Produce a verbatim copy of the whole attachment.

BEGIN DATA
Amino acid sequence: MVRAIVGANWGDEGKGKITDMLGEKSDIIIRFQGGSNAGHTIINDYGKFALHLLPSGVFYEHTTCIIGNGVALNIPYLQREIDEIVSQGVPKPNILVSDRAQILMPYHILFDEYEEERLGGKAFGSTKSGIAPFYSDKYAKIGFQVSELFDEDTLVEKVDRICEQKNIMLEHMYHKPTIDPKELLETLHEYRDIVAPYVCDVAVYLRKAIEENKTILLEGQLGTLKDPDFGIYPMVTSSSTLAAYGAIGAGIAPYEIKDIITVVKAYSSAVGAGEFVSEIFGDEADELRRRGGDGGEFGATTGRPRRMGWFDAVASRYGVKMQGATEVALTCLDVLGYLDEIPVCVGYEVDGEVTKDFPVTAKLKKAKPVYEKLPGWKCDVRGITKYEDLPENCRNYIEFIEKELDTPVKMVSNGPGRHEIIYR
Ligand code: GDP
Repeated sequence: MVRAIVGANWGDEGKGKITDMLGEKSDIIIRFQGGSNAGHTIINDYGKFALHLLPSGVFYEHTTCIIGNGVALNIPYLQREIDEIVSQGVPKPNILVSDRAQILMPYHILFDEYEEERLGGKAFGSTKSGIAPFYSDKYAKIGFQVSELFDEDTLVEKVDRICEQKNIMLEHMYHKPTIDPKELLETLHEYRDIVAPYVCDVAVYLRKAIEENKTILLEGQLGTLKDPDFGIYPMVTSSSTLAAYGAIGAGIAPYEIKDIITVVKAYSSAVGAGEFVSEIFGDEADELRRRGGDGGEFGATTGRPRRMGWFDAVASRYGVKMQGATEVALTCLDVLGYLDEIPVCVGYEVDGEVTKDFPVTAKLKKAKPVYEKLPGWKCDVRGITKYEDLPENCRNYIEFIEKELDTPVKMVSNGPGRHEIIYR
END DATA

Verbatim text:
Amino acid sequence: MVRAIVGANWGDEGKGKITDMLGEKSDIIIRFQGGSNAGHTIINDYGKFALHLLPSGVFYEHTTCIIGNGVALNIPYLQREIDEIVSQGVPKPNILVSDRAQILMPYHILFDEYEEERLGGKAFGSTKSGIAPFYSDKYAKIGFQVSELFDEDTLVEKVDRICEQKNIMLEHMYHKPTIDPKELLETLHEYRDIVAPYVCDVAVYLRKAIEENKTILLEGQLGTLKDPDFGIYPMVTSSSTLAAYGAIGAGIAPYEIKDIITVVKAYSSAVGAGEFVSEIFGDEADELRRRGGDGGEFGATTGRPRRMGWFDAVASRYGVKMQGATEVALTCLDVLGYLDEIPVCVGYEVDGEVTKDFPVTAKLKKAKPVYEKLPGWKCDVRGITKYEDLPENCRNYIEFIEKELDTPVKMVSNGPGRHEIIYR
Ligand code: GDP
Repeated sequence: MVRAIVGANWGDEGKGKITDMLGEKSDIIIRFQGGSNAGHTIINDYGKFALHLLPSGVFYEHTTCIIGNGVALNIPYLQREIDEIVSQGVPKPNILVSDRAQILMPYHILFDEYEEERLGGKAFGSTKSGIAPFYSDKYAKIGFQVSELFDEDTLVEKVDRICEQKNIMLEHMYHKPTIDPKELLETLHEYRDIVAPYVCDVAVYLRKAIEENKTILLEGQLGTLKDPDFGIYPMVTSSSTLAAYGAIGAGIAPYEIKDIITVVKAYSSAVGAGEFVSEIFGDEADELRRRGGDGGEFGATTGRPRRMGWFDAVASRYGVKMQGATEVALTCLDVLGYLDEIPVCVGYEVDGEVTKDFPVTAKLKKAKPVYEKLPGWKCDVRGITKYEDLPENCRNYIEFIEKELDTPVKMVSNGPGRHEIIYR